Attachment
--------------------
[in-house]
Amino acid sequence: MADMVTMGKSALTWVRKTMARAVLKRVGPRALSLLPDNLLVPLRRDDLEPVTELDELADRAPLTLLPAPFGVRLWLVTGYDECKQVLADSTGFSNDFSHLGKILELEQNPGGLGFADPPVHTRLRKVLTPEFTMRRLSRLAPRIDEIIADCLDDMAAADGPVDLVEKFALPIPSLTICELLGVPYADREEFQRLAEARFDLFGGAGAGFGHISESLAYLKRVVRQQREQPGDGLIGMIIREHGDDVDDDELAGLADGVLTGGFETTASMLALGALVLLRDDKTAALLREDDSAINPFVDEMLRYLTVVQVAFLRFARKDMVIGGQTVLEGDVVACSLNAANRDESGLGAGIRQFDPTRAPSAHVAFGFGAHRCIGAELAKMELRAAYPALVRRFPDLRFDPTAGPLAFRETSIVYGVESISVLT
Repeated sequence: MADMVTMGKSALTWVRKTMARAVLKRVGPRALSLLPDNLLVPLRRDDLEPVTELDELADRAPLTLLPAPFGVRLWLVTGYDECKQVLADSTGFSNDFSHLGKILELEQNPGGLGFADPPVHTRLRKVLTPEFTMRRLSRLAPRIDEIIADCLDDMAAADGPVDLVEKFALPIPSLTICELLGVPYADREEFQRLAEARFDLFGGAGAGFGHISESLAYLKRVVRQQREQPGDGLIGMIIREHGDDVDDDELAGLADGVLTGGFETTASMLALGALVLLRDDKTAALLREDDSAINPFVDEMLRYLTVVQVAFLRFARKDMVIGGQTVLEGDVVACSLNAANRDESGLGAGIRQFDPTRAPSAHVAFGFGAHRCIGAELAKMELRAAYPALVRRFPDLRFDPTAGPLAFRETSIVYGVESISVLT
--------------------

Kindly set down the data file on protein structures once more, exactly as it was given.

[in-house]
Amino acid sequence: MADMVTMGKSALTWVRKTMARAVLKRVGPRALSLLPDNLLVPLRRDDLEPVTELDELADRAPLTLLPAPFGVRLWLVTGYDECKQVLADSTGFSNDFSHLGKILELEQNPGGLGFADPPVHTRLRKVLTPEFTMRRLSRLAPRIDEIIADCLDDMAAADGPVDLVEKFALPIPSLTICELLGVPYADREEFQRLAEARFDLFGGAGAGFGHISESLAYLKRVVRQQREQPGDGLIGMIIREHGDDVDDDELAGLADGVLTGGFETTASMLALGALVLLRDDKTAALLREDDSAINPFVDEMLRYLTVVQVAFLRFARKDMVIGGQTVLEGDVVACSLNAANRDESGLGAGIRQFDPTRAPSAHVAFGFGAHRCIGAELAKMELRAAYPALVRRFPDLRFDPTAGPLAFRETSIVYGVESISVLT
Repeated sequence: MADMVTMGKSALTWVRKTMARAVLKRVGPRALSLLPDNLLVPLRRDDLEPVTELDELADRAPLTLLPAPFGVRLWLVTGYDECKQVLADSTGFSNDFSHLGKILELEQNPGGLGFADPPVHTRLRKVLTPEFTMRRLSRLAPRIDEIIADCLDDMAAADGPVDLVEKFALPIPSLTICELLGVPYADREEFQRLAEARFDLFGGAGAGFGHISESLAYLKRVVRQQREQPGDGLIGMIIREHGDDVDDDELAGLADGVLTGGFETTASMLALGALVLLRDDKTAALLREDDSAINPFVDEMLRYLTVVQVAFLRFARKDMVIGGQTVLEGDVVACSLNAANRDESGLGAGIRQFDPTRAPSAHVAFGFGAHRCIGAELAKMELRAAYPALVRRFPDLRFDPTAGPLAFRETSIVYGVESISVLT